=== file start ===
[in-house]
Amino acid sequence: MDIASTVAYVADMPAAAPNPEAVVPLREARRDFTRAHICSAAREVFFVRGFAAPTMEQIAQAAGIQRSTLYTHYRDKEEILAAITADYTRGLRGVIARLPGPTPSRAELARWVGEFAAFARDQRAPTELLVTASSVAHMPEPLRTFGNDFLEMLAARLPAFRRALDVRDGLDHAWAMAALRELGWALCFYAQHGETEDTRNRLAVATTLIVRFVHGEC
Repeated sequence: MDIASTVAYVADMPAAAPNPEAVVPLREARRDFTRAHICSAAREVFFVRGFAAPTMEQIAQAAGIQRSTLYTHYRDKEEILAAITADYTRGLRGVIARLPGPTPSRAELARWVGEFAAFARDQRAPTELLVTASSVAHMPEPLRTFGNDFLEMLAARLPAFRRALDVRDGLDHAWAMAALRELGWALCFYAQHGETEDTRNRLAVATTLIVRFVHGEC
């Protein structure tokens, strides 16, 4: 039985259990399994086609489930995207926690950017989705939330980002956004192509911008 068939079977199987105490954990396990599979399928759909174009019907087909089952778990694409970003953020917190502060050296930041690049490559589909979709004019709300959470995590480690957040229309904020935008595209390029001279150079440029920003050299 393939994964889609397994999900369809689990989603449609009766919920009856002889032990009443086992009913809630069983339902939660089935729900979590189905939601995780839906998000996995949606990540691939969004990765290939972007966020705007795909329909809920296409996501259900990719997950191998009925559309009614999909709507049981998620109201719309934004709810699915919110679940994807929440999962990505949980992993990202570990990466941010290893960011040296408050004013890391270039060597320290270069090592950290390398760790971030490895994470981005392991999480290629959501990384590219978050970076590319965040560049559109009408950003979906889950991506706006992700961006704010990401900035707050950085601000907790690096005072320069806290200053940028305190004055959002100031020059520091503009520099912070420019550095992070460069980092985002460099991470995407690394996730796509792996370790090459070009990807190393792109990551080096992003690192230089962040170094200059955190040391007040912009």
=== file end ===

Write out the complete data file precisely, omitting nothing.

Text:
[in-house]
Amino acid sequence: MDIASTVAYVADMPAAAPNPEAVVPLREARRDFTRAHICSAAREVFFVRGFAAPTMEQIAQAAGIQRSTLYTHYRDKEEILAAITADYTRGLRGVIARLPGPTPSRAELARWVGEFAAFARDQRAPTELLVTASSVAHMPEPLRTFGNDFLEMLAARLPAFRRALDVRDGLDHAWAMAALRELGWALCFYAQHGETEDTRNRLAVATTLIVRFVHGEC
Repeated sequence: MDIASTVAYVADMPAAAPNPEAVVPLREARRDFTRAHICSAAREVFFVRGFAAPTMEQIAQAAGIQRSTLYTHYRDKEEILAAITADYTRGLRGVIARLPGPTPSRAELARWVGEFAAFARDQRAPTELLVTASSVAHMPEPLRTFGNDFLEMLAARLPAFRRALDVRDGLDHAWAMAALRELGWALCFYAQHGETEDTRNRLAVATTLIVRFVHGEC
């Protein structure tokens, strides 16, 4: 039985259990399994086609489930995207926690950017989705939330980002956004192509911008 068939079977199987105490954990396990599979399928759909174009019907087909089952778990694409970003953020917190502060050296930041690049490559589909979709004019709300959470995590480690957040229309904020935008595209390029001279150079440029920003050299 393939994964889609397994999900369809689990989603449609009766919920009856002889032990009443086992009913809630069983339902939660089935729900979590189905939601995780839906998000996995949606990540691939969004990765290939972007966020705007795909329909809920296409996501259900990719997950191998009925559309009614999909709507049981998620109201719309934004709810699915919110679940994807929440999962990505949980992993990202570990990466941010290893960011040296408050004013890391270039060597320290270069090592950290390398760790971030490895994470981005392991999480290629959501990384590219978050970076590319965040560049559109009408950003979906889950991506706006992700961006704010990401900035707050950085601000907790690096005072320069806290200053940028305190004055959002100031020059520091503009520099912070420019550095992070460069980092985002460099991470995407690394996730796509792996370790090459070009990807190393792109990551080096992003690192230089962040170094200059955190040391007040912009």